By Sarah Mac Donald - 04 June, 2019
Climate activist Dr Lorna Gold has described climate change as “the most important issue facing our planet today”.
Addressing student award winners in the 2019 Columban Schools Journalism competition, she said the topic they had written about – ‘The Challenge of Climate Change’ – was one that is very close to her own heart.
The vice-chair of the Global Catholic Climate Movement and member of the government’s Advisory Group on the National Climate Dialogue highlighted that the Guardian newspaper has now started to call the issue “climate breakdown”.
“How we talk about this issue and the names we give it matters greatly. How we communicate an issue shapes how we respond to it. Change sounds like something quite pleasant perhaps … But breakdown sounds more urgent,” she said.
Referring to the students’ articles and videos, she said that in their investigations into climate breakdown, “I am sure that you have come across some quite disturbing facts. You have no doubt learnt that global CO2 emissions are still rising – despite all the efforts of governments to curb them in recent years. You have seen that CO2 has now risen to 415 ppm, levels not seen since the mid-Pliocene era when sea level was 66 feet higher than now.”
Addressing the students who had travelled from Cork, Limerick, Galway and Dublin, she told them, “You have no doubt learnt about the impact that more frequent, intense storms and freak weather events are having on communities right across the world such as the impact on small islands in the Caribbean and in the South Pacific.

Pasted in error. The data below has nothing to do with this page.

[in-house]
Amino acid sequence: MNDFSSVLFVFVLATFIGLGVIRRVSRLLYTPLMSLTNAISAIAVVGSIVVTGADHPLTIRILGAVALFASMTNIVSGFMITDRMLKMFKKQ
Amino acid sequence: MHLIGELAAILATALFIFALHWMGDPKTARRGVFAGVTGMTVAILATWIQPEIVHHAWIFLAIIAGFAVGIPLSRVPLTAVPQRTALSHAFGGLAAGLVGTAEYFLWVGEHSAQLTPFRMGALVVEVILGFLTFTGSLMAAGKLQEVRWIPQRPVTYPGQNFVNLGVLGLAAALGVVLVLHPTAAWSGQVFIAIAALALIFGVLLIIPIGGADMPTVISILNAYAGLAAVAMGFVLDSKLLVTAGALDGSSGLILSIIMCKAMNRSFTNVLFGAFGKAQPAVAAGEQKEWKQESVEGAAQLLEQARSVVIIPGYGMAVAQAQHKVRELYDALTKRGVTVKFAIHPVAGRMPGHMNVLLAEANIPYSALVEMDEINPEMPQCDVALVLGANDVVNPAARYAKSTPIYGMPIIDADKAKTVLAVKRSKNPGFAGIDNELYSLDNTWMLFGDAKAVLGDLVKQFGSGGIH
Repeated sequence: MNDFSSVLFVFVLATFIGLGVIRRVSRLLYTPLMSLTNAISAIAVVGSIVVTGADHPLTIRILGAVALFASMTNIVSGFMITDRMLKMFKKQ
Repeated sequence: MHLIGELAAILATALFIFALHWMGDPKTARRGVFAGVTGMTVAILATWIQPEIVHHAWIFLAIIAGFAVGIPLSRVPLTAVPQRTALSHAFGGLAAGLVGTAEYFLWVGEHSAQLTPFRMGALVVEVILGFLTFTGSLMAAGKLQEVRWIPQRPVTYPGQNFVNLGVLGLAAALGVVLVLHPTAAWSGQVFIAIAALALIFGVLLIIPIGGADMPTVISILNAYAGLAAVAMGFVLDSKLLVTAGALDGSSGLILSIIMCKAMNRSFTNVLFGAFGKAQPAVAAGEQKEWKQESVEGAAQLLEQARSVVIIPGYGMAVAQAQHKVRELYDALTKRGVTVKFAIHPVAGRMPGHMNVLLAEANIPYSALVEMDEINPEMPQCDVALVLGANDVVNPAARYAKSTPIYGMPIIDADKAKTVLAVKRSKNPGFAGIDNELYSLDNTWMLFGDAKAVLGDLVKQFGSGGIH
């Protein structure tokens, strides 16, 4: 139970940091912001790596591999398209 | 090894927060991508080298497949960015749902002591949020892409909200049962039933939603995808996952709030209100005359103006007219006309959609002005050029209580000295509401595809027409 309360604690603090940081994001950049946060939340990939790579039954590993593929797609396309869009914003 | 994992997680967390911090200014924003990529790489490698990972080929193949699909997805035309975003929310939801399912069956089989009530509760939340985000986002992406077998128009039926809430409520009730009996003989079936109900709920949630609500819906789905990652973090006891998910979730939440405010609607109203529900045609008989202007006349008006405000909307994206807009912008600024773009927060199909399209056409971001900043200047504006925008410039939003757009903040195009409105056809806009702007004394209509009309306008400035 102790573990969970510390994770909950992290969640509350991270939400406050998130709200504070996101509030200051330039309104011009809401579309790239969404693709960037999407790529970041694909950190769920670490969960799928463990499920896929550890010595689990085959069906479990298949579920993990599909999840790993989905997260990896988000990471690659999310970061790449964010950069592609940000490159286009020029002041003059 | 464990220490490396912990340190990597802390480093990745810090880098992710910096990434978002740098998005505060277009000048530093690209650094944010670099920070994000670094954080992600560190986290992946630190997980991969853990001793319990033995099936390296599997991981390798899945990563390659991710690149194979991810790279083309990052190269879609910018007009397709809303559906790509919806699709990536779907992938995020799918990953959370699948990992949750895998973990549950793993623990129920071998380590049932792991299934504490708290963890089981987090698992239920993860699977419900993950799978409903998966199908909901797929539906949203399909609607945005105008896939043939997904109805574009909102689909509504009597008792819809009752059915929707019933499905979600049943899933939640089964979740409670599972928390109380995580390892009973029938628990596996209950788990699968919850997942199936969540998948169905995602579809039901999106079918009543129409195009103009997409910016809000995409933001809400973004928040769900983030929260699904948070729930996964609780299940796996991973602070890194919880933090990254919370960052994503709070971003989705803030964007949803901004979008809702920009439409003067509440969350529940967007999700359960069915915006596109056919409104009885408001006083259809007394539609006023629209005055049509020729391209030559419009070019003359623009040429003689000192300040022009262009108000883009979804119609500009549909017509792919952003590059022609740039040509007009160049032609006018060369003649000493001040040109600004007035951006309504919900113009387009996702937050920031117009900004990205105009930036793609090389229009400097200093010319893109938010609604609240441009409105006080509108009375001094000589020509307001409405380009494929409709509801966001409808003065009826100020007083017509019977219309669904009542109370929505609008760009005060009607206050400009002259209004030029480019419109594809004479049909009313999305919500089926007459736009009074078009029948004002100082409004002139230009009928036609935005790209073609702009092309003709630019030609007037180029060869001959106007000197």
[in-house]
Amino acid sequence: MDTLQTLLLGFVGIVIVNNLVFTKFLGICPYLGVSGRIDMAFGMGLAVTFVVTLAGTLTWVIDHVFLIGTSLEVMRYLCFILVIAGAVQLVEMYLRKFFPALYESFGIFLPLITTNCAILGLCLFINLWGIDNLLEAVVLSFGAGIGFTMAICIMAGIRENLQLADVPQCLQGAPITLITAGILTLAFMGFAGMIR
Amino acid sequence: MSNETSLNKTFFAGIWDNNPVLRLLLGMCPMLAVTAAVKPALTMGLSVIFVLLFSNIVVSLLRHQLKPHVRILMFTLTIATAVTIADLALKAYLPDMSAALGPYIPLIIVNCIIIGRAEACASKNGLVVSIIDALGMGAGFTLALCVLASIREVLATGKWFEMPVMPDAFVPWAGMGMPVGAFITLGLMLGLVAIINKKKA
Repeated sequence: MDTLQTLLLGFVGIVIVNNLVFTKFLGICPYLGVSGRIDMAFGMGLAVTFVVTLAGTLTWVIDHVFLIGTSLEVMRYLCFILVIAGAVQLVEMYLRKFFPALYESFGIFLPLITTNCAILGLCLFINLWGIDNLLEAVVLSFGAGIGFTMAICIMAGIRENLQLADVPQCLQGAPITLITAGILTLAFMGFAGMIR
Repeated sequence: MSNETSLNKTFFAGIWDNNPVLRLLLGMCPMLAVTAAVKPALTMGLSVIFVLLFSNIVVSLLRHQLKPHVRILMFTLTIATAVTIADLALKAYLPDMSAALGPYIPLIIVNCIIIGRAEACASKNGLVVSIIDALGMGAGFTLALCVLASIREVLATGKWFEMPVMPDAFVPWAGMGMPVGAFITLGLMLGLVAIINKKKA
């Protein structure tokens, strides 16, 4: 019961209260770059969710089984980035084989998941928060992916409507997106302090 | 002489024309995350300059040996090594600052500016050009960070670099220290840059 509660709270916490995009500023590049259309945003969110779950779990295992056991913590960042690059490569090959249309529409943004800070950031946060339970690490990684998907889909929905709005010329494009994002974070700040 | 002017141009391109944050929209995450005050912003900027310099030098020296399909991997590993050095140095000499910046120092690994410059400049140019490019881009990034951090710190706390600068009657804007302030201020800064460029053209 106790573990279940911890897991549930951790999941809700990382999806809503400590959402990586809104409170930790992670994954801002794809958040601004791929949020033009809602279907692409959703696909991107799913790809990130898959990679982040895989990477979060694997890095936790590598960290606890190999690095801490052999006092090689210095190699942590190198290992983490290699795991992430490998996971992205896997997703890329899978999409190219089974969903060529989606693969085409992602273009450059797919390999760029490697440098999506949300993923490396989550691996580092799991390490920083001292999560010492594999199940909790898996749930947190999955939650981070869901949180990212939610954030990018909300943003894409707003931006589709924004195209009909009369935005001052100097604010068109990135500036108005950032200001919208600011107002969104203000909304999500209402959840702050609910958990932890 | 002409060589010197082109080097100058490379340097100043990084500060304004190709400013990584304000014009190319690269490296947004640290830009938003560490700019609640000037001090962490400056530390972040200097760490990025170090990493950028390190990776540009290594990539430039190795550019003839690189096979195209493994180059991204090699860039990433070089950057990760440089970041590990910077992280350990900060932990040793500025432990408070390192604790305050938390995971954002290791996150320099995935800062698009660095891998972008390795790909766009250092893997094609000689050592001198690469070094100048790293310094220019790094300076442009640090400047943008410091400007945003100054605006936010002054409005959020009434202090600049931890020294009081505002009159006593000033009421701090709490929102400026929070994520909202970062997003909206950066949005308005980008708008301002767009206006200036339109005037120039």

“You have learnt about the sheer urgency of this issue, the fact that we only have a decade left to make massive changes to our economic and social system.”
The pretty dire predictions the students would have come across in their research underlined what would happen if humanity did not change its ways.
“Within your lifetime we could see great upheaval due to changing weather patterns, rising seas, melting glaciers and so on. It is pretty scary stuff,” Dr Gold acknowledged.
Referring to the many thousands of people who are taking action – campaigning or working inside businesses, NGOs and governments to change policies and behaviours to tackle the problem, Dr Gold said there was a lot of hope.
Many people are working tirelessly to reduce emissions and set the world on a new path to a just and sustainable future.
However, at the same time, there are many corporations, such as oil companies, “which would rather we didn’t know the truth and just continued with life as usual”.
She also highlighted that many farmers are resistant to change, as their lives would be turned upside down.
“You are probably left wondering why it is that so little is being done in the face of this problem? Why is it that so many people still do not know or seem to care about the planet and about the future? These are very big questions for which there are no easy answers – but in doing your work in writing about it, you are helping to address it. You are opening many people’s eyes to your truth and your future.
“I believe that there are three qualities we all need to nurture today to tackle climate change and you, and many other young people across the world, are offering a great example of how we can start to solve this great challenge facing humanity.”